Relationships with Jesus

As everyone knows, Christians put great stock in the idea of a personal relationship with Jesus. But how is it possible to have a relationship with someone who is invisible and inaudible?

What does communication with Jesus actually consist of? For sure, there is plenty of talking from the Christian’s side of the relationship. Daily prayers uttered to Jesus, or sent out in the quiet of one’s thoughts. This can, as I know from experience, feel a little like a relationship. The problem, though, comes with reciprocation.

How does Jesus communicate? Try as I may, I cannot find any Christian who is willing to admit to hearing a real voice in her head. Perhaps some Christians are afraid of being accused of having a mental illness. Auditory hallucinations are a well documented psychological condition that often follows trauma of some kind.

If Christians do not hear voices in their heads, the only language-based communication Jesus has recourse to is the Bible. But I don’t think that anyone would regard reading a book, and feeling strongly compelled by its message, to be a “relationship”. No one claims to have a relationship with, say, Shakespeare, simply by reading and enjoying his works.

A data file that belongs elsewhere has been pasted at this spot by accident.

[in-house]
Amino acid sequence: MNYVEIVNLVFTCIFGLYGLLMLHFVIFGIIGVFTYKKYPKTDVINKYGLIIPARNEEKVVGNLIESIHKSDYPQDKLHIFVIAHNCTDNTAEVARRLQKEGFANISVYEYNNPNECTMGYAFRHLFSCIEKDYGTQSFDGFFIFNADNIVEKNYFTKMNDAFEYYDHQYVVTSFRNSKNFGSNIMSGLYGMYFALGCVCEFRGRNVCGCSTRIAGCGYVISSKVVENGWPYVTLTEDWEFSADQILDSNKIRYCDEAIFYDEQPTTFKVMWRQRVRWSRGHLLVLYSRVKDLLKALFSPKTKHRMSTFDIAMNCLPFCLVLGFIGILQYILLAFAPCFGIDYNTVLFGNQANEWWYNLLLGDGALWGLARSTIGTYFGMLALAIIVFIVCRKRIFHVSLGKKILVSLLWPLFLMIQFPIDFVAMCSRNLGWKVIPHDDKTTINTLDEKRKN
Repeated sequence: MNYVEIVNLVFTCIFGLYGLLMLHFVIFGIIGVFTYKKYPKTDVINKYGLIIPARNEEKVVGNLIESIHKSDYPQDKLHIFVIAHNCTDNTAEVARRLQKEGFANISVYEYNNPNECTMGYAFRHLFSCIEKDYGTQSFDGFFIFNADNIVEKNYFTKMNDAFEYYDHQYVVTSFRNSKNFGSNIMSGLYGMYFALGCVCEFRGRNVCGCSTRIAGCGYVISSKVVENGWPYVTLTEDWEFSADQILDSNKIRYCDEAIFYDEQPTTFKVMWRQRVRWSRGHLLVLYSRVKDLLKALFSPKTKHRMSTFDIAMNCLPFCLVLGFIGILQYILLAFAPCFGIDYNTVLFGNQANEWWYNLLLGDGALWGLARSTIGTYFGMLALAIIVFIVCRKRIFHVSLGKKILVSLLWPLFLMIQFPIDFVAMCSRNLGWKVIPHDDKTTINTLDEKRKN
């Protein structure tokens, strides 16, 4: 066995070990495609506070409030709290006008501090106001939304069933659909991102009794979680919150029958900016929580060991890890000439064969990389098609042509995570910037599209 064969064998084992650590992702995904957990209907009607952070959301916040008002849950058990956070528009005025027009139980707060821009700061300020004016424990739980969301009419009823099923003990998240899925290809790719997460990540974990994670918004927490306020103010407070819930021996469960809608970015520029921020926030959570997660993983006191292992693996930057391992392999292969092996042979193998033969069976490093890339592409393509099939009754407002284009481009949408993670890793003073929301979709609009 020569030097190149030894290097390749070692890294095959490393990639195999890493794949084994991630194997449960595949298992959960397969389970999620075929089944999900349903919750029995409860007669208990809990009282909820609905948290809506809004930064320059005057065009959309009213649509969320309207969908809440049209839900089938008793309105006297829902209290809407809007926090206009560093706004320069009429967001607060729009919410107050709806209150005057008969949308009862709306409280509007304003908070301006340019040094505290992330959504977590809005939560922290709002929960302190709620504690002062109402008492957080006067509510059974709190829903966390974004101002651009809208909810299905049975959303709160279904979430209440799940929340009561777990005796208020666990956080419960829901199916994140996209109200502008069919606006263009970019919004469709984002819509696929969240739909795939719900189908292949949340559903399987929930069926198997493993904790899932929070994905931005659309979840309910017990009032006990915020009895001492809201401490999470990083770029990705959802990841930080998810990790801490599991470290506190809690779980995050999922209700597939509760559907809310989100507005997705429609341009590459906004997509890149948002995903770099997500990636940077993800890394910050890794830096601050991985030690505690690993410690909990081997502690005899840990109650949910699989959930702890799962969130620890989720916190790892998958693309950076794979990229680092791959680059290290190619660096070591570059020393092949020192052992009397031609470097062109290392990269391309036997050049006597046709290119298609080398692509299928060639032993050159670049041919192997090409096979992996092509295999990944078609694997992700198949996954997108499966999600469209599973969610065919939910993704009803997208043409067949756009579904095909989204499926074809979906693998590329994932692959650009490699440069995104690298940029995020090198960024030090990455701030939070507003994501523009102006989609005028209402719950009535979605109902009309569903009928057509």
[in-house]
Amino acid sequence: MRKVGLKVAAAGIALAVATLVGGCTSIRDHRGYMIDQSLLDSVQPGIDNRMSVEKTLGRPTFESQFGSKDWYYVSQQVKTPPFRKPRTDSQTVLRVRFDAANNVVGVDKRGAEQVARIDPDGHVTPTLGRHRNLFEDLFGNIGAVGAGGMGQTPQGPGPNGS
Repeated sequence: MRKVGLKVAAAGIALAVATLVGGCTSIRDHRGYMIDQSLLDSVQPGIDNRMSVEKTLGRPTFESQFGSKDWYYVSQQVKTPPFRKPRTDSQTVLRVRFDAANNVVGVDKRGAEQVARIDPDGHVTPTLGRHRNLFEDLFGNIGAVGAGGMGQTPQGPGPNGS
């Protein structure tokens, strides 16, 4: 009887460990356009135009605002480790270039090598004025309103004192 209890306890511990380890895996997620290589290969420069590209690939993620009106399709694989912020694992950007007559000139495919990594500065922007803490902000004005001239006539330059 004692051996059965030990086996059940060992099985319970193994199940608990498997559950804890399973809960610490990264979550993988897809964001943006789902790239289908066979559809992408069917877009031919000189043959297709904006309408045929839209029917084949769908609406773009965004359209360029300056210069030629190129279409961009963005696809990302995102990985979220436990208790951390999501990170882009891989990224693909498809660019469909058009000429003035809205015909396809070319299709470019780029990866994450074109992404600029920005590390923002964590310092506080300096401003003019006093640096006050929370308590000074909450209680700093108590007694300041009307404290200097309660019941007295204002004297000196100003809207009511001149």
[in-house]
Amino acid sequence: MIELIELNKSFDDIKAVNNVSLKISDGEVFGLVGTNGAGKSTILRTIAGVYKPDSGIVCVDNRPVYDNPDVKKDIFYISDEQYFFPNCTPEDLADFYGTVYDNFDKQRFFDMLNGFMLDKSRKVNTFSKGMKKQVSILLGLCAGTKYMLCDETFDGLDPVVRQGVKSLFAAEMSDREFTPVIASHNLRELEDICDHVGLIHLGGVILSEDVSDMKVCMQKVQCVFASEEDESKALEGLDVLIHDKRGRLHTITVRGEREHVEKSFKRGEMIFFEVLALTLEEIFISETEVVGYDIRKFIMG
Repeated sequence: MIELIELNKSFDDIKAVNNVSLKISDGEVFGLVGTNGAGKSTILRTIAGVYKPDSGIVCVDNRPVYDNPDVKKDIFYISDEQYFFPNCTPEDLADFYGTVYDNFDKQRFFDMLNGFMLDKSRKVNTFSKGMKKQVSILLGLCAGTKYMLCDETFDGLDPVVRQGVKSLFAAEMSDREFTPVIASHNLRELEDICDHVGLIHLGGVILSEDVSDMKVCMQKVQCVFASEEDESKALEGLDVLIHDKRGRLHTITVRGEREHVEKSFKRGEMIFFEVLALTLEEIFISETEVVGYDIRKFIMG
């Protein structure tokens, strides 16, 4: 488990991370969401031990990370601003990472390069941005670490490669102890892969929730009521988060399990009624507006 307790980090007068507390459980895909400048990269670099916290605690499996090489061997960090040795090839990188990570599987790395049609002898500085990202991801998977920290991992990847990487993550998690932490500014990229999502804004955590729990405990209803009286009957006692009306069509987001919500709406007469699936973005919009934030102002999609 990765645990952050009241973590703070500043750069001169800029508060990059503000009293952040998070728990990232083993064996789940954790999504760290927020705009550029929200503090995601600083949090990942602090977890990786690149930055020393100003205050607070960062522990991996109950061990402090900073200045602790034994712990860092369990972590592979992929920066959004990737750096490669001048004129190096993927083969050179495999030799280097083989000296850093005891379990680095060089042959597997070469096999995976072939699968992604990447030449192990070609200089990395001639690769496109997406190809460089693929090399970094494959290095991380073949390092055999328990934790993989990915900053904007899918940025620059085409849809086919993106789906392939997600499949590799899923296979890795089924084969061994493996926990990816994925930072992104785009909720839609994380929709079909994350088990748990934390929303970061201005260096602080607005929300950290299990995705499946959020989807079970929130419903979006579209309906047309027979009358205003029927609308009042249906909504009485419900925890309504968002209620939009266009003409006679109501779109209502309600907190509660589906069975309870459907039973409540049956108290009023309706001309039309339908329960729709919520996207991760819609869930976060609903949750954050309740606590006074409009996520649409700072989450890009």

And then one is reminded that neither Jesus, nor anyone who witnessed him preach, actually wrote any of the words in the Bible.

And the Bible, of course, is static. You can’t have a conversation with a 2000-yr old book (or any book for that matter). More importantly, there is no information specific to one particular reader that all other readers must be expected to ignore. The only personalization that comes from reading the Bible is one’s own interpretation of words originally meant for a crowd or a congregation.

So, we are left with a Jesus relationship that contains no actual words from Jesus. At this point, what many Christians fall back on is the idea of “signs”. Little events and coincidences that occur throughout the day, and are interpreted by the observant Christian as communications from Jesus.

Unfortunately, our growing understanding of the human mind is casting an extremely heavy cloak of doubt over such things, which share many elements with basic superstition. (See confirmation bias, illusory correlation, etc.)

Lastly, then, many Christians simply claim to feel Jesus’ presence, as if he is there listening. But once again, this does not make a relationship. A relationship requires both parties to use language, to engage in novel, information-rich dialog. This includes clear signals from each person that she has heard, and understood, her partner. This simply doesn’t happen in the stream of internal thoughts and interpretations that occupies a single mind.